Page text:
Three Graduate Students Receive Social Policy Awards from Horowitz Foundation


Allison Dunatchik, a fifth-year Ph.D. candidate in sociology and demography, Priyanka Goonetilleke, a fifth-year Ph.D. candidate in economics, and Kathleen Hui, a fifth-year Ph.D. candidate in economics, have all received 2023 grants from the Horowitz Foundation for Social Policy. The $10,000 awards “support the advancement of research and understanding in the major fields of the social sciences.”

Dunatchik’s research interests include gender, work, and family, with a focus on how social policies affect gender inequalities inside and out of the  household. Her current research explores how gender inequality is produced and reproduced within different-sex couples in a context of changing gender norms and changing patterns in family demography.
The grant-funded project is titled “National Family Policies and Gender Gaps in Unemployment Outcomes: A 21-Country Study.” The work will use large-scale longitudinal data from countries in Europe and the United States to “analyze differences in unemployment outcomes between men and women and tests whether work-family policies mitigate these inequalities.” 

Goonetilleke’s focus is empirical microeconomics, focusing on questions at the intersection of law and economics. Research interests include policing behavior, illegal drug markets, and the quantitative impact of racial discrimination in the criminal justice system.

Allison Dunatchik, Priyanka Goonetilleke, and Kathleen Hui
From left: Ph.D. students Allison Dunatchik, Priyanka Goonetilleke, and Kathleen Hui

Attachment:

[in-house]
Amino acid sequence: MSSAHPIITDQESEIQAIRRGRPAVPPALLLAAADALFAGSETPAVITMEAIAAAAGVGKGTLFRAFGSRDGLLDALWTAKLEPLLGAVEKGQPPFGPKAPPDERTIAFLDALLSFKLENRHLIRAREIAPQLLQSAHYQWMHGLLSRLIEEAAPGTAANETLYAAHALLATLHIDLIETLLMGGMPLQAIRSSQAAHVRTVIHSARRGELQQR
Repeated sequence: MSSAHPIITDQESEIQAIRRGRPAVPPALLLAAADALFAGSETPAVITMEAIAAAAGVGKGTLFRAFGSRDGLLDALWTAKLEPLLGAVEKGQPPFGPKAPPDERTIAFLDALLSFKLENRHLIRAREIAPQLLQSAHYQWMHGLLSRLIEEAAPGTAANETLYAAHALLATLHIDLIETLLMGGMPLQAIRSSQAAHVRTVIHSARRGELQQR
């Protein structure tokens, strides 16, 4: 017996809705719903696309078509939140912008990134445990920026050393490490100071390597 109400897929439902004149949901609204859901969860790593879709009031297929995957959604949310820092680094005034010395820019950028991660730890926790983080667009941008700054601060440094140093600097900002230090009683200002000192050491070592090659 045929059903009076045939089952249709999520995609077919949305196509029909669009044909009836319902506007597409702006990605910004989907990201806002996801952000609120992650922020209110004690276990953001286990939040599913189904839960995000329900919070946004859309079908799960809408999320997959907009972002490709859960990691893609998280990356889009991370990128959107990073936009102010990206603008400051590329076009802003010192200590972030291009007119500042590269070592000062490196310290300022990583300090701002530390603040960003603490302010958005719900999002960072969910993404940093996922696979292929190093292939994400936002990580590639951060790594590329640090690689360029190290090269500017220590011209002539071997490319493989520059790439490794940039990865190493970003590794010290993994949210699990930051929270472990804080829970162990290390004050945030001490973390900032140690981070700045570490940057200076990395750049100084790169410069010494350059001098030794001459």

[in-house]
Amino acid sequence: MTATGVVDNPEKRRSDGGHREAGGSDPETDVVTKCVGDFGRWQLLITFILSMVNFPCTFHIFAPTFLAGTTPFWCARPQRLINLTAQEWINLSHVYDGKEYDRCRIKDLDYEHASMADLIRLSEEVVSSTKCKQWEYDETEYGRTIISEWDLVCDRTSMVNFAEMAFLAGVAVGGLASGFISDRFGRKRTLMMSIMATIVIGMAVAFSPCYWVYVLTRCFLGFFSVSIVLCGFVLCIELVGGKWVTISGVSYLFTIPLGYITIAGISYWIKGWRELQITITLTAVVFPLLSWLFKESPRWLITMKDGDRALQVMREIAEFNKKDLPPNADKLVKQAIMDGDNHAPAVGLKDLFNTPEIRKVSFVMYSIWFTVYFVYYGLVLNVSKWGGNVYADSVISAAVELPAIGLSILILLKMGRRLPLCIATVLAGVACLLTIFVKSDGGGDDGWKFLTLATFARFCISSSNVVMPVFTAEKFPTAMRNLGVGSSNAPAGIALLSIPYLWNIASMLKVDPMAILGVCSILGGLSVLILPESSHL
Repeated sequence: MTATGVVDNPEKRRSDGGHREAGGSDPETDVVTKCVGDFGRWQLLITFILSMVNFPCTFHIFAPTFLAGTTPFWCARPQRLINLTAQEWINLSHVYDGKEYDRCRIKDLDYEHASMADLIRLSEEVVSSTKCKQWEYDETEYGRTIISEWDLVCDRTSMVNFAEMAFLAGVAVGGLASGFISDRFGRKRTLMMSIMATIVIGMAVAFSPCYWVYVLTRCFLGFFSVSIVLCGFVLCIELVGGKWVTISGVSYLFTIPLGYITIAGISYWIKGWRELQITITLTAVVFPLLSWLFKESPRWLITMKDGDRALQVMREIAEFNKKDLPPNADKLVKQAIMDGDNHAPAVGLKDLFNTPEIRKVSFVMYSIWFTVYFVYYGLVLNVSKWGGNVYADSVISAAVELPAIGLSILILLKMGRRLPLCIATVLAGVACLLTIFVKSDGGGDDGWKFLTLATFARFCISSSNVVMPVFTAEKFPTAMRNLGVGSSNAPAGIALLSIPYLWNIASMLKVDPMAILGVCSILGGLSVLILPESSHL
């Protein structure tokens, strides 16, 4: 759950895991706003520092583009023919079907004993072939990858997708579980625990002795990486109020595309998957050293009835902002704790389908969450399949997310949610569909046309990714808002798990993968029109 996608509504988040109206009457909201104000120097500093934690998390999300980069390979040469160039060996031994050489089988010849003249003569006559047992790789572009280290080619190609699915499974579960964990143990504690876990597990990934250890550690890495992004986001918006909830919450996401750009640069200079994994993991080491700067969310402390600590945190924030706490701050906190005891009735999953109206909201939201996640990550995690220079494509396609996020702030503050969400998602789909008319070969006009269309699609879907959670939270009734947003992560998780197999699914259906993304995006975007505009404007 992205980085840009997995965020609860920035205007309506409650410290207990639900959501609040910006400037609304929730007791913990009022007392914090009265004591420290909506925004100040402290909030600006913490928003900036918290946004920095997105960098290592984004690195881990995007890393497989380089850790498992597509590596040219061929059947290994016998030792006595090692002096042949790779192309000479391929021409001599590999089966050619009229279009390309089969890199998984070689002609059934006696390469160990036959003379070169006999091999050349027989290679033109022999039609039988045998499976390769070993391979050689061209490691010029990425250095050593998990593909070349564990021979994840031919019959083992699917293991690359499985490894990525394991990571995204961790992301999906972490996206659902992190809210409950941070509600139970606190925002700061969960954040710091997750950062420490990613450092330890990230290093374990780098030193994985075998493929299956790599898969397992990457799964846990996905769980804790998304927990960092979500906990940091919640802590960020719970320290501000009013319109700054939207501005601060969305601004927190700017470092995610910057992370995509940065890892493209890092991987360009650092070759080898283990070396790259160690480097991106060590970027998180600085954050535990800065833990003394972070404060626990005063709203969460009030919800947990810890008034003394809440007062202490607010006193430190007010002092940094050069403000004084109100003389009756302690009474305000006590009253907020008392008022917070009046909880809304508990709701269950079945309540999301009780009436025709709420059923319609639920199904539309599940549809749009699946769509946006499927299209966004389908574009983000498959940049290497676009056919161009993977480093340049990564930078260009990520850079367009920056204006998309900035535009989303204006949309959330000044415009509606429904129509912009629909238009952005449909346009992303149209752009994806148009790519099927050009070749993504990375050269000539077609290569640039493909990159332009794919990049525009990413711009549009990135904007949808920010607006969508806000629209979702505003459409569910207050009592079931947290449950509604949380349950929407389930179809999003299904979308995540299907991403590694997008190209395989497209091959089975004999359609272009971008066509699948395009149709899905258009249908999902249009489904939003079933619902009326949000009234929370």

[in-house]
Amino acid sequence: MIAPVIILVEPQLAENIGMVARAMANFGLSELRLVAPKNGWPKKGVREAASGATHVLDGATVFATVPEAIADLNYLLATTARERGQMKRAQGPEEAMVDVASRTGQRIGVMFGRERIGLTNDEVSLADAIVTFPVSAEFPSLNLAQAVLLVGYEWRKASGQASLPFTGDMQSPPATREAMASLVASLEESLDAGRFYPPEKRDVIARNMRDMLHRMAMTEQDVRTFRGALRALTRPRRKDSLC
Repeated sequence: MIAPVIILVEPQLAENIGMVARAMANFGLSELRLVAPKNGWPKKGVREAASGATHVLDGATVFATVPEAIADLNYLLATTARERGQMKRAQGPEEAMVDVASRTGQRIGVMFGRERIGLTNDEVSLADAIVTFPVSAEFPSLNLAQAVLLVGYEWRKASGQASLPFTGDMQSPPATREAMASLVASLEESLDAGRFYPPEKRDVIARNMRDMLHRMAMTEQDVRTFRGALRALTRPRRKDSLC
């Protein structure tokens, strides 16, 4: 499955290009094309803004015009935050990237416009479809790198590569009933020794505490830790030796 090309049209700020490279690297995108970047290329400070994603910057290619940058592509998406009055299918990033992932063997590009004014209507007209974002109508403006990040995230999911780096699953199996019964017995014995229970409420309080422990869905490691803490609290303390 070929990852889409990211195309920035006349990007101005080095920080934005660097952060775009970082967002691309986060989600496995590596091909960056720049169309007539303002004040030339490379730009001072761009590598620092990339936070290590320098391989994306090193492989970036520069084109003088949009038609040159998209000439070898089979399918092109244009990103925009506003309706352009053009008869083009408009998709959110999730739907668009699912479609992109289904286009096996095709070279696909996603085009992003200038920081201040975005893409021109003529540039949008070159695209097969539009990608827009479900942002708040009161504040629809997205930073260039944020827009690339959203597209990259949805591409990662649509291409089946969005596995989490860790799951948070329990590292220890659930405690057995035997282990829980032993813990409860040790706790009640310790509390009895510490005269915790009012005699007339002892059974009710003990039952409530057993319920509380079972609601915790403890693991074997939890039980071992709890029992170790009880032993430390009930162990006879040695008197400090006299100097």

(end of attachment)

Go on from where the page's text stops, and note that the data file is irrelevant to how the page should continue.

Goonetilleke received the Donalt R. Cressey Award for the project titled “The Impact of Race on Perceptions of Attorney Credibility.” Desribing the project, Goonetilleke writes: “A growing body of qualitative evidence suggests that bias against minority attorneys causes judges to discount their arguments. My project quantitatively examines the extent to which such bias may affect case outcomes for the clients of minority attorneys.”

Hui studies how individuals respond to health policy and the implications for public health. Her grant-funded project is titled “The Impact of E-cigarette Regulation on Tobacco Consumption, Addiction, and Health.”
She writes: “Cigarettes are the leading cause of preventable death, prematurely taking 480,000 lives per year. E-cigarettes (vapes) entered the U.S. market in 2007, and have since generated much controversy, public debate, and regulation. On the one hand, vapes have the potential to reduce health harms from cigarettes when smokers substitute to vaping. On the other hand, youth may begin vaping, and potentially transition to smoking. This project quantifies the impact of vape regulation on cigarette smoking, addiction, and health to provide policy recommendations that protect public health.”

The Horowitz Foundation for Social Policy was established in 1997 to support the advancement of research and understanding in the major fields of the social sciences. Its specific purpose is to provide small grants to aspiring Ph.D. students at the dissertation level to support their research. Click here for a full list of 2023 awardees.

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